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  1. AELFSTANN OF LEOFRICSBOROUGH EPISTLE TO THE CANONISTS To Papa Sixtus VI, High Pontiff of the Canonist Church, True Keeper of the Covenant of Holy Godefridus, Appointed by God with the Primacy Over All Them That Fear God, Greeting... I.Preface. Praise of the Canonist Religion. I.WE CHURLS always give Your Holiness greeting, on account of the great honour in which we hold Your illustrious spiritual ancestors, Everistus and Clement, called in our tongue Eadward and Miltsolidus and on account of the Church of which God has given you true and immediate jurisdiction. Such a Church is the spiritual Mother of so many; for from her abundant breasts are many made to suck the pure milk of sound doctrine, and thus, while yet babes too weak for the solid Angelic food that is the contemplation of the Godhead through sight, grow into the fullness of the divine maturity through the infused virtue of Faith, the hope of things unseen. For as your Scriptures say: approximans Eum est nullus. II.I, Aelfstan, Priest of my race and people, would trouble Your Holiness with certain questions concerning my religion and Your Holiness' own. I would state from the beginning that I bear no intention to rip the babes from their mothers' breasts. For we Churls hold that You worship God according to a prophetic covenant as we do, and therefore, we would not seek to convert anyone, unless he be a heathen, and him to the worship of the Singular and Omnipotent God, to Whom alone is glory and empire, world without end. Amen. Instead, we would seek to worship God according to the covenant we ourselves received, and not permit Your children to worship Him according to ours. For we desire Your religion to flourish as we would our own. We see no contention between the Priesthood of Hengst and the Priesthood of Owyn. Everistus and Benedict possess no emnity. Godefridus and Raedwald seek no strife; Saint Emma, honoured in our liturgy, draws not her sword against Aethelraelda, nor does the latter slay Canonists, but dragons. II.History and Explanation of the Churlish Religion. Its Relationship to Canonism. I.We trace our religion back to the time Your Holiness' own Scroll of Gospel details. It was in the time when seven thousand brothers were made for Horen, that a small group of them settled in Iegland, which is our homeland. Thus we hold the Scroll of Virtue and every Churl knows it by route. But they turned away from the tradition they had received from the mouth of our Holy Father, Saint Horenus, and, when a mighty dragon called Churlsbane (A name which means the Bane of Farmers, and our race are call'd thus) wasted so much of the land, his tyranny overcame our tribes. And so men turned away from the One True God and refused to trust in Him. They instead prostrated themselves before the dragon and exchanged the glory of the Creator for the creature, profaning themselves. II.A certain elder had intended to offer his virgin daughter in sacrifice to the beast, when a man who desired her hand, our Holy Father, Hengst, incensed at this, went forth to slay the beast, alone. But despairing upon the path, he was met by a certain Elfess, a Wood Elf of great wisdom, who had known Horen, and she told him of the Faith in the One True God. And she gave him the Aelfsword and Aelfstan, blessed with the benediction of the Creator. Now with these, he slew the Dragon Churlsbane, not without great aid from the virgin Aethelraelda. And the two, having slew the beast, married. Hengst became our first king, and received from God an holy and true and perpetual covenant, to worship Him according to a royal covenant, prescribing ritual sacrifices and moral laws which guide the Churls in righteousness, despite how much we fall short of them. III.Now the Era of the Elfstone last for some few hundred years, and we grew into a great kingdom, and furnished many Saints. But then the obsession with Elvish magic overcame us, and evil befell the country. We had loved overmuch and with overmuch curiosity the lore of the Elves. So that there began a sort of new idolatry, that of great magical objects, for which Men became willing to steal, deceive, even kill. Anarchy befell the land. Taking advantage of this, a few interested Elves ventured from the forests, and taught to us a heathen religion, and almost all the people fell away once more. But as Man is unfaithful to the Covenant, God is faithful. For He would give us a new Covenant stronger than the first. IV.Now there came about a great terror upon the land, for the Aelfpriestas, that is, the Elfish Priests who had become chief of our people, organised a sect called the Secret Friends of the Gods, who butchered and destroyed wherever they went. For their idea of worship was to destroy cultivation, so that the very name of Churl, farmer, was fit only for thralldom and death. "O Churls, we consign you to the land of Oblivion." That is what we call the Void, for in many of your own writers, it is called Terra Oblivionis, to wit, the Land of Forgetfulness. All hope was lost. Men did not believe in the Covenant or the old stories and legends. But there were a righteous sect of Elves who had received the Covenant of Hengst in the elder days, and those we call Fiergennesmenn, to wit, in Your tongue, Woodmen. And some of these were able to pass on the Covenant to a man known only to us as Benedict. V.Now this Benedict was, like Hengst, incensed to see a man sell his only daughter as a thrall in exchange for a magical object of dubious quality. And so, he killed the Aelfpriest of that district. At that time, our king, Saint Raedwald, long since a captive puppet living under house arrest, escaped from the heathen clutch, and met with Benedict. Together they sought to destroy the rebels. He called for the Fyrd, which is, to wit, the national militia of all free Men of the land. He despaired, but despair became hope, and hope was realised, because the Men did come, and, as one of our writers has said "What was thought to echo in the pages of myth, coloured the pages of history." Now at Malinsham the Secret Friends were destroyed and the land was freed from the new Churlsbane - this time the Dragon was that idolatry which enchained the hearts of Men. VI.Benedict it was who received our second Covenant, according to which each of us is bound to make of our lives a Sacrificium Laudis - to wit, A Sacrifice of Praise. So we do not cease to offer praises to God for You, but according day, twice at least and seven times at most (and once as well at night-time), we make on Your Holiness' behalf a holy and priestly sacrifice, made acceptable to God. VII.Now there were Canonists in Iegland, Auvergnes. These Auvergnes were once our foes. And so there was periodic persecution between our religion and Your own. But, when we were embroiled in dynastic civil wars, the Witan elected the Auvergne king, Philippe, as King of the Churls, who took the Churlish name, Offa II, marrying a daughter who was a direct descendant of Hengst. Thus the Royal Covenantly line was continued. VIII.At this time a dispute arose among the Canonists of that country about whether it was lawful for Offa to offer sacrifices according to our covenant. He was in a difficult situation, because he was unwilling to abandon the Priesthood of Everistus and Clement and its sacred rites so that he could be our king. Yet, if he failed to do so, we would be forced to reject him. So Saint Leofric, a holy man, interceded for us. He approached the local Bishop and asked him whether it was licit for Philippe to offer our sacrifices. To which the Bishop assented. Thus, to this day, our kings, who offer the royal sacrifices, are Canonists, receiving of Your Sacraments. Thus he was able to remain a Canonist and continue as our king. III.Submission of Dubia. Thus, it is to Your Holiness that I would ask the following questions: I: Do You consider it lawful that Churls who belong to the Covenant of Hengst should join in Canonist worship? II: Do You consider it lawful that Churls who belong to this Covenant should receive the Sacraments of Ablution and Matrimony? III: Do you consider it lawful for Canonists to offer sacrifice to God according to the mode of our religion, which contains nothing contrary to Canonist doctrine, but does not belong to the Church? IV: Do You consider it lawful for Churls to receive of Canonist blessings and other sacramentals? V: Do you consider it lawful for Canonists to venerate Churlish Saints, as we venerate Canonist ones? (For we hold the Priesthood of Everistus valid, and Your Saints as righteous worshippers of God according to that Priesthood.) VI: Do you consider it lawful for Yourself or the Bishops of Dioceses to grant us the right to use Your churches for our worship, granting a dispensation from the necessity of re-consecrating churches? (For the Royal Covenant involves the blood of goats and such. For this must in our eyes be excepted, seeing that it is the worship of God, according to a truly received Covenant, and in no wise offensive to Him.) VII: If you will not dispense us in the matter of bloody worship, will You allow Churls to use Your churches according to our other worship, which involves chanting of hymns and canticles and Psalms in Flexio? POST-SCRIPTUM: It is of note to add, Your Holiness, that some of our worship is already incorporated into Your own. For many of our Psalms, prescribed by Benedict, are found in Your prayer-books. I should also add that the veneration of martyrs proves that blood is not inherently unlawful when it comes to divine worship. For what is their blood, but as incense poured out before their Creator? Thus it is, blood can tend to God's worship, if done lawfully. I mean, avoiding the mere farmyard slaughter of animals, and human sacrifice, which we with all means and by all wises rebuke utterly.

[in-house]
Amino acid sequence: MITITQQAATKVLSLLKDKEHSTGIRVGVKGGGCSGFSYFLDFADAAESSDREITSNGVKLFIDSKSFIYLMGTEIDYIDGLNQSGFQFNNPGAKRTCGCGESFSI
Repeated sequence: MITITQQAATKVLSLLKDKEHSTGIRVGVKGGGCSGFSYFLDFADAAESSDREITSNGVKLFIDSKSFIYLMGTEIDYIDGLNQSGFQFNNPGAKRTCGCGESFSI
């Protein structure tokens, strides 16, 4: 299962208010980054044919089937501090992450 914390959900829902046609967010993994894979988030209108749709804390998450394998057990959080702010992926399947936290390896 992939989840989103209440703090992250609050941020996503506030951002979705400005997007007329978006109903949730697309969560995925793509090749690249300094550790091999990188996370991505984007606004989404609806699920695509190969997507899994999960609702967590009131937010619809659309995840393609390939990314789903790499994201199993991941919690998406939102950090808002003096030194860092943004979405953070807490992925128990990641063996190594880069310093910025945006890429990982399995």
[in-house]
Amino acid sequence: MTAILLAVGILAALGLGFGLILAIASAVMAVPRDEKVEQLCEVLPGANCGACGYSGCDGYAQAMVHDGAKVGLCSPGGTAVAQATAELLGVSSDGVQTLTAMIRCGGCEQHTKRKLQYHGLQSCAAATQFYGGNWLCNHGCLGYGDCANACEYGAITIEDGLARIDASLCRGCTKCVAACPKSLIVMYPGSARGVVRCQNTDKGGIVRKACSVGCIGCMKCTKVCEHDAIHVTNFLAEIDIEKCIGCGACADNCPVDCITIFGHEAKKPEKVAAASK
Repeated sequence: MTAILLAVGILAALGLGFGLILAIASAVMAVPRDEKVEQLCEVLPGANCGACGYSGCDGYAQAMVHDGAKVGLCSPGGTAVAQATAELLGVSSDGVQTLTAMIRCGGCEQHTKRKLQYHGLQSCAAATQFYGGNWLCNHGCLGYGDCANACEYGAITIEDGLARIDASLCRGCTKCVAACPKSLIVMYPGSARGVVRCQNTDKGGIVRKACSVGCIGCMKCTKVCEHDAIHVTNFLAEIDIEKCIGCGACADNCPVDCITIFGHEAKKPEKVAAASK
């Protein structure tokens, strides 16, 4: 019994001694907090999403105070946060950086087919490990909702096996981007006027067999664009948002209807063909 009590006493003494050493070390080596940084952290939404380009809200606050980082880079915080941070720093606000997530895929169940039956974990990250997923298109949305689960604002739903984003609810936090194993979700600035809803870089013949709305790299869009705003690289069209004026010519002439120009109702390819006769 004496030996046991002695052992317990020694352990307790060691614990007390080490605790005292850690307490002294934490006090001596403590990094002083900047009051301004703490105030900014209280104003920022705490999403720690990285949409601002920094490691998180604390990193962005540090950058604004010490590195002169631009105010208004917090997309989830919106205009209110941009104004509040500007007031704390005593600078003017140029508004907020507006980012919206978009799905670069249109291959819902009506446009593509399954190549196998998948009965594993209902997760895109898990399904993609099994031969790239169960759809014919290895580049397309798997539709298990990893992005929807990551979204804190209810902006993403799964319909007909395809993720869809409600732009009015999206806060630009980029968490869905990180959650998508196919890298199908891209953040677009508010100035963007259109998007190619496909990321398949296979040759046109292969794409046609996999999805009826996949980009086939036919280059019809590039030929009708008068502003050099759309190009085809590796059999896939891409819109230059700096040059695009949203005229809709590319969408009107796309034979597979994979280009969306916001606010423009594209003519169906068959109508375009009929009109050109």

2. "There are two things I fear" says a Churl, "One is theology without devotion, the other is devotion without theology. Let the theologian always seek piety, and the pious man rigour in the Creeds of true faith."